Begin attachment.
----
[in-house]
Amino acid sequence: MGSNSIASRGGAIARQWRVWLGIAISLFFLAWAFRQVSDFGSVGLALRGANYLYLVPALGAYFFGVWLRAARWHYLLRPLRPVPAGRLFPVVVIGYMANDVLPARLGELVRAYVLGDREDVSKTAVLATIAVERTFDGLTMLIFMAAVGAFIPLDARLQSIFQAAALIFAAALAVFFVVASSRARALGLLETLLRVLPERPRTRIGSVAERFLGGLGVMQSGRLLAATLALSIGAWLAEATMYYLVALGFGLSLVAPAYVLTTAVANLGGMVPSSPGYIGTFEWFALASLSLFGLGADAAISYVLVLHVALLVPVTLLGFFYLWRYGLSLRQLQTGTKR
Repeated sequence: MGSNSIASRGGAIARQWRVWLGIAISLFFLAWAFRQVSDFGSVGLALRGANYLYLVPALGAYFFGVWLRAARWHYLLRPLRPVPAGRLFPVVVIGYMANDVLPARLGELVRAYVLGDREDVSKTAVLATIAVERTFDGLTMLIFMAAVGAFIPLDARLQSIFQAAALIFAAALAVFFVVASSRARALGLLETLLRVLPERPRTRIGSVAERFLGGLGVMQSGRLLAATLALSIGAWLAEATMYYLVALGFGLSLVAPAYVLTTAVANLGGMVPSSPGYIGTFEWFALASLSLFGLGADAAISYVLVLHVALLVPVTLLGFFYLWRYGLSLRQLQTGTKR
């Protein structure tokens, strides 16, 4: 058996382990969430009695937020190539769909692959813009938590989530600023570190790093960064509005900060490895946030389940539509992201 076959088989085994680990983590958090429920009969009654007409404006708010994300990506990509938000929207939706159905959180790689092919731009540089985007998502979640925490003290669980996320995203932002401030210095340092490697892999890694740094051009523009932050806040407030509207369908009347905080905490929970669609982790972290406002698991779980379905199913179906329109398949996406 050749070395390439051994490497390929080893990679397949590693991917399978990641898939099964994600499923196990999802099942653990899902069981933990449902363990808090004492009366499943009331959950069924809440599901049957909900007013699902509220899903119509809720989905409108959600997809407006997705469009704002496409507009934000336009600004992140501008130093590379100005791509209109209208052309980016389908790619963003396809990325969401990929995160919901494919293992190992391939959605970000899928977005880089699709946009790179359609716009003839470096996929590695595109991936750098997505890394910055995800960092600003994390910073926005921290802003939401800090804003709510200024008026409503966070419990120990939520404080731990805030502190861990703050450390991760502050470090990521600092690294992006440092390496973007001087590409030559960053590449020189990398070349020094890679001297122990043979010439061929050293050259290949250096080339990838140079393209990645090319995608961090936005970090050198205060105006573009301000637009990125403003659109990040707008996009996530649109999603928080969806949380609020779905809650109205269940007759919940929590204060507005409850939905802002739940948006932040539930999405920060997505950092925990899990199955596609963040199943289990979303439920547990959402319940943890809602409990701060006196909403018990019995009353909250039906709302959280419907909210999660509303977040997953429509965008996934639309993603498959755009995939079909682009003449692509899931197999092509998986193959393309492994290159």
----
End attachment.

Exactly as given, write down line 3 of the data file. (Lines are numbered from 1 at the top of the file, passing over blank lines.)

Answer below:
Repeated sequence: MGSNSIASRGGAIARQWRVWLGIAISLFFLAWAFRQVSDFGSVGLALRGANYLYLVPALGAYFFGVWLRAARWHYLLRPLRPVPAGRLFPVVVIGYMANDVLPARLGELVRAYVLGDREDVSKTAVLATIAVERTFDGLTMLIFMAAVGAFIPLDARLQSIFQAAALIFAAALAVFFVVASSRARALGLLETLLRVLPERPRTRIGSVAERFLGGLGVMQSGRLLAATLALSIGAWLAEATMYYLVALGFGLSLVAPAYVLTTAVANLGGMVPSSPGYIGTFEWFALASLSLFGLGADAAISYVLVLHVALLVPVTLLGFFYLWRYGLSLRQLQTGTKR